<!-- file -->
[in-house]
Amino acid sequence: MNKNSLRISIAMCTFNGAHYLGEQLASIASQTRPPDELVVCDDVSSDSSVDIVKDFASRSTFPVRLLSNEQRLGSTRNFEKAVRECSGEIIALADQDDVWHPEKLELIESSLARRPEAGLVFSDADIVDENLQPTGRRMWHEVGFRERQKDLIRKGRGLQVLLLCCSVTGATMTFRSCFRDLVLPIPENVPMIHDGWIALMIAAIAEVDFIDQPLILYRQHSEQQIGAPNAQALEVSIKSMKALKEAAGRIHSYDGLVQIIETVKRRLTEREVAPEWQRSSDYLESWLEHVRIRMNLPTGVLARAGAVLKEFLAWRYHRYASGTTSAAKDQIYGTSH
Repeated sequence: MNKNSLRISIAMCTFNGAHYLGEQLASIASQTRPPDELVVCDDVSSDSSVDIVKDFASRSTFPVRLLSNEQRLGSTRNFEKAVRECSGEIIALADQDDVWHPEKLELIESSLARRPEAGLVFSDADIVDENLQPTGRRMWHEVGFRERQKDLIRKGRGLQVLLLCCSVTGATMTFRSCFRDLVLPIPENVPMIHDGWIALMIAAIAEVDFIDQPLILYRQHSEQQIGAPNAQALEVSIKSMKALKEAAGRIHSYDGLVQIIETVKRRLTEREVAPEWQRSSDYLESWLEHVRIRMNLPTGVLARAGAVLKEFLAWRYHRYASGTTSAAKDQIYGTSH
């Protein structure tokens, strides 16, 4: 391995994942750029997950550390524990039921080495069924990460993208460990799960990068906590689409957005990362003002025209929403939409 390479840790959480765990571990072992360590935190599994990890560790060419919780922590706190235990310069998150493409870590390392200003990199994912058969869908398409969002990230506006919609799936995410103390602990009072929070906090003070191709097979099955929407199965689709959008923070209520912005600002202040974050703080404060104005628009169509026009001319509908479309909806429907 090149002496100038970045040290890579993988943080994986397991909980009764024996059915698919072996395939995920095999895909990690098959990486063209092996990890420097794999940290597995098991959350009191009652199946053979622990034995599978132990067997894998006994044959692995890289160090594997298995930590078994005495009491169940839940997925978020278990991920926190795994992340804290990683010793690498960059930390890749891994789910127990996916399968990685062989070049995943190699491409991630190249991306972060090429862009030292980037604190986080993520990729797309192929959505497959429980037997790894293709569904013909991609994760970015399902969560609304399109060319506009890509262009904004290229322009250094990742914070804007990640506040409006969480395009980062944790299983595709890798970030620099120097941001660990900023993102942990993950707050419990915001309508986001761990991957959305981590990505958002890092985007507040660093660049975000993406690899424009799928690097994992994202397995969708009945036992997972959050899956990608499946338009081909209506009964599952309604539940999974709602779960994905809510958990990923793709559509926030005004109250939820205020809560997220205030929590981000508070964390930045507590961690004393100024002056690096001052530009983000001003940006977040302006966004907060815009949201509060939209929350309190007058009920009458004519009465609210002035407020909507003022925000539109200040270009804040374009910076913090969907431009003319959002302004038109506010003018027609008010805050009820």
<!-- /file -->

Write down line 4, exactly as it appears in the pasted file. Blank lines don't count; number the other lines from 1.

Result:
């Protein structure tokens, strides 16, 4: 391995994942750029997950550390524990039921080495069924990460993208460990799960990068906590689409957005990362003002025209929403939409 390479840790959480765990571990072992360590935190599994990890560790060419919780922590706190235990310069998150493409870590390392200003990199994912058969869908398409969002990230506006919609799936995410103390602990009072929070906090003070191709097979099955929407199965689709959008923070209520912005600002202040974050703080404060104005628009169509026009001319509908479309909806429907 090149002496100038970045040290890579993988943080994986397991909980009764024996059915698919072996395939995920095999895909990690098959990486063209092996990890420097794999940290597995098991959350009191009652199946053979622990034995599978132990067997894998006994044959692995890289160090594997298995930590078994005495009491169940839940997925978020278990991920926190795994992340804290990683010793690498960059930390890749891994789910127990996916399968990685062989070049995943190699491409991630190249991306972060090429862009030292980037604190986080993520990729797309192929959505497959429980037997790894293709569904013909991609994760970015399902969560609304399109060319506009890509262009904004290229322009250094990742914070804007990640506040409006969480395009980062944790299983595709890798970030620099120097941001660990900023993102942990993950707050419990915001309508986001761990991957959305981590990505958002890092985007507040660093660049975000993406690899424009799928690097994992994202397995969708009945036992997972959050899956990608499946338009081909209506009964599952309604539940999974709602779960994905809510958990990923793709559509926030005004109250939820205020809560997220205030929590981000508070964390930045507590961690004393100024002056690096001052530009983000001003940006977040302006966004907060815009949201509060939209929350309190007058009920009458004519009465609210002035407020909507003022925000539109200040270009804040374009910076913090969907431009003319959002302004038109506010003018027609008010805050009820």